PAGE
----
Lap 1, 6AM: The “gun”, otherwise known as the race director yelling “go!” and starting the clock, went off @ 6AM, and our shivering group of runners headed off into the dark, light dancing playfully off the various reflective materials as our headlamps and flashlights pierced the darkness of the forest. I’ve never started a race in the dark, nor had I ever used a headlamp and/or flashlight to run, so this was an added virgin experience. I quickly realized several things. First, my headlamp wasn’t putting out enough light to be helpful, but my flashlight (which conveniently clipped onto a pocket in my gloves) worked perfectly. Second, NOBODY WARNED ME ABOUT THE HILLS! I suppose it should have occurred to me that they didn’t randomly name this race “Surf the Murph”, but good grief! The first 5.5 miles contained enough elevation change to make me sea sick and leave my quads burning. This didn’t bode well for the next 12 miles. However, I was hopeful that contained within this 17 mile loop would be some compensation for the hard labor we put in during the front half of the course. The middle 6 miles did provide some respite from the undulation of the previous 5.5 miles, at least in as much as the hills weren’t quite as steep. After the first hour or so, the sun began to rise, and I was able to start taking in my surroundings. Despite several close calls on the downhills, I had managed to stay on my feet, and I gained some confidence as the morning sun illuminated the beautiful wooded trail we were running along. The aide stations were wonderfully spaced every 3-4 miles, and very well-stocked with nutrition as well as eagerly helpful volunteers. One of my favorite parts of small races is the volunteers always seem to be experienced runners themselves. Having that kind of support and encouragement along the way goes a long way! Now, lest we get complacent with the smoothly rolling hills through the fields during the middle 6 miles, we were revisited by the storm surge of the final 6 miles back through the beautiful tree cover. The hand-made signs encouraging us to talk to our pain and embrace the hills made it clear that the organizers understood the joke they were delivering. They just weren’t terribly eager to deliver the punch-line! I came rumbling up one more hill (of course) towards the starting area, happy to see smiling family, and felt like I had already run a marathon. I had to repeat that journey twice more. Lap Time: 3 hours 14 minutes.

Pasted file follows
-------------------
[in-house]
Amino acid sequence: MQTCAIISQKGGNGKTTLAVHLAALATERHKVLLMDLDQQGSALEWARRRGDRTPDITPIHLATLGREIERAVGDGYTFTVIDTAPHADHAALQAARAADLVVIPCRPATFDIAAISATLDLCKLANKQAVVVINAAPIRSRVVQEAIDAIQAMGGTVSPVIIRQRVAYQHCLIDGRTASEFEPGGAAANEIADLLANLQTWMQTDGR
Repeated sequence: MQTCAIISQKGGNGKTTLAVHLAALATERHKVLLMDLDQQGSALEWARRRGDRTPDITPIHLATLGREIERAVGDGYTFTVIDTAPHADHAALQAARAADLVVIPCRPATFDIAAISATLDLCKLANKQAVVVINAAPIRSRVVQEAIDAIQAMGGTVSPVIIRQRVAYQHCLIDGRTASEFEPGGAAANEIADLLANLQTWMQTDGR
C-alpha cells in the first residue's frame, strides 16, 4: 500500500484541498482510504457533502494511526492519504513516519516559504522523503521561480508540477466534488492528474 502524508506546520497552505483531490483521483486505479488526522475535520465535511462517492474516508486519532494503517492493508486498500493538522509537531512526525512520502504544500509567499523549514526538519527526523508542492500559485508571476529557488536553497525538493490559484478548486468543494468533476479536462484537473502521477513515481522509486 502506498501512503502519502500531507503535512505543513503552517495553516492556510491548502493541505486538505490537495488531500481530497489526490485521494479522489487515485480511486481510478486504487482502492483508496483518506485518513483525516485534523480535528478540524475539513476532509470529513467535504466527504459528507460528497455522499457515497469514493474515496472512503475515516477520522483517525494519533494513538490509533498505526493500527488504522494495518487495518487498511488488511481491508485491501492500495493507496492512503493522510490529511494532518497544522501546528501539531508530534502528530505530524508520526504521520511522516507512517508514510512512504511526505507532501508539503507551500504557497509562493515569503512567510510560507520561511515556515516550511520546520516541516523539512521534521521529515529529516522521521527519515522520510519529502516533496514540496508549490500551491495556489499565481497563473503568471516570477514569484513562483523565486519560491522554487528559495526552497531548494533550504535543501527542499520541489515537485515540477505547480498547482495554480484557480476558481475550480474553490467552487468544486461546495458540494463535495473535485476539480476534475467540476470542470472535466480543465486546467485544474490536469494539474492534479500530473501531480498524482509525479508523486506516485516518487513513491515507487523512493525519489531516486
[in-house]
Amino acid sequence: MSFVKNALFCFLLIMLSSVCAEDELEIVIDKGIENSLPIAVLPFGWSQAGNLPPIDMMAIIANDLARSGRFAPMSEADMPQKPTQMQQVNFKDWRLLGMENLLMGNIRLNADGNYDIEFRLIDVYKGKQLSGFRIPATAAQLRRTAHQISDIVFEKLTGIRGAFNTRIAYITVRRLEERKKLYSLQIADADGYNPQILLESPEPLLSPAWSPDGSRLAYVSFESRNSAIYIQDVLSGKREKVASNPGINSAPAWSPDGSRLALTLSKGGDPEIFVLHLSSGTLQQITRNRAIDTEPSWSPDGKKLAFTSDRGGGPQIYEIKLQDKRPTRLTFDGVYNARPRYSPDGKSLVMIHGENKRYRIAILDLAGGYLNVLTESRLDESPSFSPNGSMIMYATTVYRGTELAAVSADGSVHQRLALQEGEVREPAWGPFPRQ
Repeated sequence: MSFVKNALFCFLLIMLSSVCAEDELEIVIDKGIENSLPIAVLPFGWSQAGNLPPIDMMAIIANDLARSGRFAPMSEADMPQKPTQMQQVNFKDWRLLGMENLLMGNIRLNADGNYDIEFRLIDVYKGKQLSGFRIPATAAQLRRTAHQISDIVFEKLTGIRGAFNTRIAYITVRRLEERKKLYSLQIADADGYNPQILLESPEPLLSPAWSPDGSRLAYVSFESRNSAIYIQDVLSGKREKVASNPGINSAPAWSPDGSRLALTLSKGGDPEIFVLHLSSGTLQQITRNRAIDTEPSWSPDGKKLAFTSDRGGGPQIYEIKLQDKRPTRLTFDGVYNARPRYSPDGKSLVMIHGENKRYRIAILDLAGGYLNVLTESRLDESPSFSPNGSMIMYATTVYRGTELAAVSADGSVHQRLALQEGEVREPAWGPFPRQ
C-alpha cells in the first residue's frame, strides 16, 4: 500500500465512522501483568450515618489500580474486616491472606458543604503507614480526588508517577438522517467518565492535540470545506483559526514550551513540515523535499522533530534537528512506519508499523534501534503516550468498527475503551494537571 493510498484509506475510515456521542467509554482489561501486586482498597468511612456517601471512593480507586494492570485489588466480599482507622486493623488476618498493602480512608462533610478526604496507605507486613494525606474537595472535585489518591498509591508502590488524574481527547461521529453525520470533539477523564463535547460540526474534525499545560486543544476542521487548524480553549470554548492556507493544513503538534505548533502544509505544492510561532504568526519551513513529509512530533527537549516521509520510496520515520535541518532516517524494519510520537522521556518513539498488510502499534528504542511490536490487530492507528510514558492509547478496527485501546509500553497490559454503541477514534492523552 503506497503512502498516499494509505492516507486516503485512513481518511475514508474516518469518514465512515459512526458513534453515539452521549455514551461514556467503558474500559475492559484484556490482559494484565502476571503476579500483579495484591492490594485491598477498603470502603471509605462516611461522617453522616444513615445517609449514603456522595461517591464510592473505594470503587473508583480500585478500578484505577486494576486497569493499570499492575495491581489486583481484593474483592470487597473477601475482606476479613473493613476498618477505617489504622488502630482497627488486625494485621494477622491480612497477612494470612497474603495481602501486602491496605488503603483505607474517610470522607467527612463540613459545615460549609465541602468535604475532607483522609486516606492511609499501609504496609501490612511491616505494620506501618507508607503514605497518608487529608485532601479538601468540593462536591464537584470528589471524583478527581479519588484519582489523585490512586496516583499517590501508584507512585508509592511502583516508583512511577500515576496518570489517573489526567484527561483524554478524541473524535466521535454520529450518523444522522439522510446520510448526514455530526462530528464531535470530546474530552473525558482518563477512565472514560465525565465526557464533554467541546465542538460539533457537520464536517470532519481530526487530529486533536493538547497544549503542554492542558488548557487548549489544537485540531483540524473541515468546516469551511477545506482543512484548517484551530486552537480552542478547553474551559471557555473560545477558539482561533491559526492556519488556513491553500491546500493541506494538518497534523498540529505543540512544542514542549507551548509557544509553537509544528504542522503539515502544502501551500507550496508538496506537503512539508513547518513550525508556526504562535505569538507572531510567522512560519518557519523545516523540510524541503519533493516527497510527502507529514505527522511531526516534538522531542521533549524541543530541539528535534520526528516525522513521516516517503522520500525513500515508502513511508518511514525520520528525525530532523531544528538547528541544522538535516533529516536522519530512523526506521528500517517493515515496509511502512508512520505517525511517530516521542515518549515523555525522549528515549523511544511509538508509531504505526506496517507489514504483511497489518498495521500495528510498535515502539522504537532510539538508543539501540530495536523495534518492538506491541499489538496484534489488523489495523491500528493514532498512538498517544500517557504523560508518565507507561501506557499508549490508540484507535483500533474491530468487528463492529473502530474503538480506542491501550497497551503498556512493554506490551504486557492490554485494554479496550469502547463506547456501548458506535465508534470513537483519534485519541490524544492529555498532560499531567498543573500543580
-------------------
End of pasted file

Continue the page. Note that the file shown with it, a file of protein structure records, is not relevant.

Lap 2, 9:14AM: I wasn’t entirely sure I wanted to head back out, but the sun was up, I was refueled and restocked, and ready to roll. My legs were already pretty darn sore but I had a better idea of what to expect, which was nice. Again, the first 5.5 miles were brutal, and they all seemed new in the daylight. Suddenly I was cursing entirely new hills, and my catchphrase for the day quickly became “seriously?!”. The worst part about this loop was having a complete sense of what to expect and knowing I had to do it for a third time before I was done. I definitely took full advantage of the aide stations, though, and the brief rest at each stop was very welcomed. Around the half-way point, I began running with a far more experienced ultra-marathoner, and it was great to hear about some of the other races he had done, as well as pick his brain a bit. He had done the race twice previously as well, so he gave me some great pointers on tackling some of the hills. This lap also saw the first of 4 distinct distance memories, that of the half-way point. At that moment, however briefly, I relaxed and let out a giant smile, announcing the milestone to a runner a few yards behind me. She didn’t seem all that amused. I rolled into the starting area at the end of the second lap, holding onto a better pace than I had expected. Lap Time: 3 hours 28 minutes. Total Time: 6 hours 42 minutes. 

Lap 3, 12:50PM: I did a lot more refueling before venturing out for the third lap, which I was not looking forward to “running”. A fellow runner came into the start area a minute or so after me and announced that he was done. He had cramped up and had no interest in trying to run the third lap. Was I feeling leg cramps at that point? Maybe I was? At any rate I left my wonderfully supportive parents, announcing to them that I wouldn’t be back there for at least 4 hours, and I gingerly headed out. This time I knew exactly what to expect. That didn’t make it any easier. I repeated the same 5.5 mile torture for a third time, all along calming myself with the reminder that each hill I tackled would not be one I’d need to tackle again. I found myself alternating between walking and running a bit more on this third lap, and didn’t even try to run up any of the hills. As expected, the descents just kept getting more and more painful, as I felt my quads get shredded. My next distinct distance memory came at mile 38.5, which was around the end of the 5.5 hill torture. I’d never been so happy to see an aide station in my life. I cheerfully continued on, hitting 40.1 miles (my next distinct distance memory), which marked the longest single distance I had ever run. From there, the last 10 miles were probably fueled by a strange combination of emotion, commitment, vanilla wafers, and M&Ms. Final Time: 10 hours 49 minutes.